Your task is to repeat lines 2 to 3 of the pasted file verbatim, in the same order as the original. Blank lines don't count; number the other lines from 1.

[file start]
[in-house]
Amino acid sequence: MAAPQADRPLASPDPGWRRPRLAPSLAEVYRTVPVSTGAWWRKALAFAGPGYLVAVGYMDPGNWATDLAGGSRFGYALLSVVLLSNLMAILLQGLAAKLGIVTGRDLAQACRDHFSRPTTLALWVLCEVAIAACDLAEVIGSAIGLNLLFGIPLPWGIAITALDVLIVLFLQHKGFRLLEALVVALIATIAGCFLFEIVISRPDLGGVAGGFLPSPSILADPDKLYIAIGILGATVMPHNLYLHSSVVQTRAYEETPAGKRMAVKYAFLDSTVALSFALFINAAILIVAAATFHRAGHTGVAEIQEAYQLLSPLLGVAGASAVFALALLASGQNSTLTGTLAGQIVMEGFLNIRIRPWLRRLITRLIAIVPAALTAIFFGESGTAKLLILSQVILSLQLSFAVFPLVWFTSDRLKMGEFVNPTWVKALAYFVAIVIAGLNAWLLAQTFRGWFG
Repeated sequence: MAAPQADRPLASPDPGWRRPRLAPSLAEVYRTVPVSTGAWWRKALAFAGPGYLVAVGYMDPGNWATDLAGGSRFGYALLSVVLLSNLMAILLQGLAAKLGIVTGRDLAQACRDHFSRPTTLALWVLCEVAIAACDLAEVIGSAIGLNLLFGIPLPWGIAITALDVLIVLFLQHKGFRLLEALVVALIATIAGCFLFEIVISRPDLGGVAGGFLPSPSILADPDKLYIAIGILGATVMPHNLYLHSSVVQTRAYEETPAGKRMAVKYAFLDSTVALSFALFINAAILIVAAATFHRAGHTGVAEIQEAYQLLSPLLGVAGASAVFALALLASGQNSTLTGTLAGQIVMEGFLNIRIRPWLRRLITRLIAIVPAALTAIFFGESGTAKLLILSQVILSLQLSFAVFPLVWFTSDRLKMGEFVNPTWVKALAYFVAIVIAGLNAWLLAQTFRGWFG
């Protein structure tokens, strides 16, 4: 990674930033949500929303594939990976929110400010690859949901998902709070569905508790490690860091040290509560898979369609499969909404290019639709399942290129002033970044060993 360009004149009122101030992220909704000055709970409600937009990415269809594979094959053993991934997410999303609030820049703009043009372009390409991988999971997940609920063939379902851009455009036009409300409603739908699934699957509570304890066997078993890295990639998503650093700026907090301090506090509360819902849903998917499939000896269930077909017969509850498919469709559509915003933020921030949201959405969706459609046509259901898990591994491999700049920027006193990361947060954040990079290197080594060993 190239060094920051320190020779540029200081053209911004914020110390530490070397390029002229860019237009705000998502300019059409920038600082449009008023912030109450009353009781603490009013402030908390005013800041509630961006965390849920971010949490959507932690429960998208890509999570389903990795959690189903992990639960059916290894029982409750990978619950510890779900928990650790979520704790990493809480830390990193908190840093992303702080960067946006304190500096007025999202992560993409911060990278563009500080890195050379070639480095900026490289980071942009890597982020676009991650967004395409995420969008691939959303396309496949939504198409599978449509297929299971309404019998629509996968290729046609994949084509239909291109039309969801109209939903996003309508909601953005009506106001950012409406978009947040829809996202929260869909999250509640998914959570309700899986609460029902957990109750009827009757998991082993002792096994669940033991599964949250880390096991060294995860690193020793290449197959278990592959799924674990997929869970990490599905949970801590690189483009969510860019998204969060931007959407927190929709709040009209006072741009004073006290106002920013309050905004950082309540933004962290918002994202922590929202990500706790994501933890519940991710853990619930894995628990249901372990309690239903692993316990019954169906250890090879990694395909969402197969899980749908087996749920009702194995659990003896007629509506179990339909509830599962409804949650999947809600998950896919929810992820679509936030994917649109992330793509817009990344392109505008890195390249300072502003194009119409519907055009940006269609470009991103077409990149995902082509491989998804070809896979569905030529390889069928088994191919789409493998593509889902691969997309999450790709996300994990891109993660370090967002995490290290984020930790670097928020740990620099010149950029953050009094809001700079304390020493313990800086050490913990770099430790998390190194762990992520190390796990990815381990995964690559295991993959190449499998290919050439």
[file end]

Amino acid sequence: MAAPQADRPLASPDPGWRRPRLAPSLAEVYRTVPVSTGAWWRKALAFAGPGYLVAVGYMDPGNWATDLAGGSRFGYALLSVVLLSNLMAILLQGLAAKLGIVTGRDLAQACRDHFSRPTTLALWVLCEVAIAACDLAEVIGSAIGLNLLFGIPLPWGIAITALDVLIVLFLQHKGFRLLEALVVALIATIAGCFLFEIVISRPDLGGVAGGFLPSPSILADPDKLYIAIGILGATVMPHNLYLHSSVVQTRAYEETPAGKRMAVKYAFLDSTVALSFALFINAAILIVAAATFHRAGHTGVAEIQEAYQLLSPLLGVAGASAVFALALLASGQNSTLTGTLAGQIVMEGFLNIRIRPWLRRLITRLIAIVPAALTAIFFGESGTAKLLILSQVILSLQLSFAVFPLVWFTSDRLKMGEFVNPTWVKALAYFVAIVIAGLNAWLLAQTFRGWFG
Repeated sequence: MAAPQADRPLASPDPGWRRPRLAPSLAEVYRTVPVSTGAWWRKALAFAGPGYLVAVGYMDPGNWATDLAGGSRFGYALLSVVLLSNLMAILLQGLAAKLGIVTGRDLAQACRDHFSRPTTLALWVLCEVAIAACDLAEVIGSAIGLNLLFGIPLPWGIAITALDVLIVLFLQHKGFRLLEALVVALIATIAGCFLFEIVISRPDLGGVAGGFLPSPSILADPDKLYIAIGILGATVMPHNLYLHSSVVQTRAYEETPAGKRMAVKYAFLDSTVALSFALFINAAILIVAAATFHRAGHTGVAEIQEAYQLLSPLLGVAGASAVFALALLASGQNSTLTGTLAGQIVMEGFLNIRIRPWLRRLITRLIAIVPAALTAIFFGESGTAKLLILSQVILSLQLSFAVFPLVWFTSDRLKMGEFVNPTWVKALAYFVAIVIAGLNAWLLAQTFRGWFG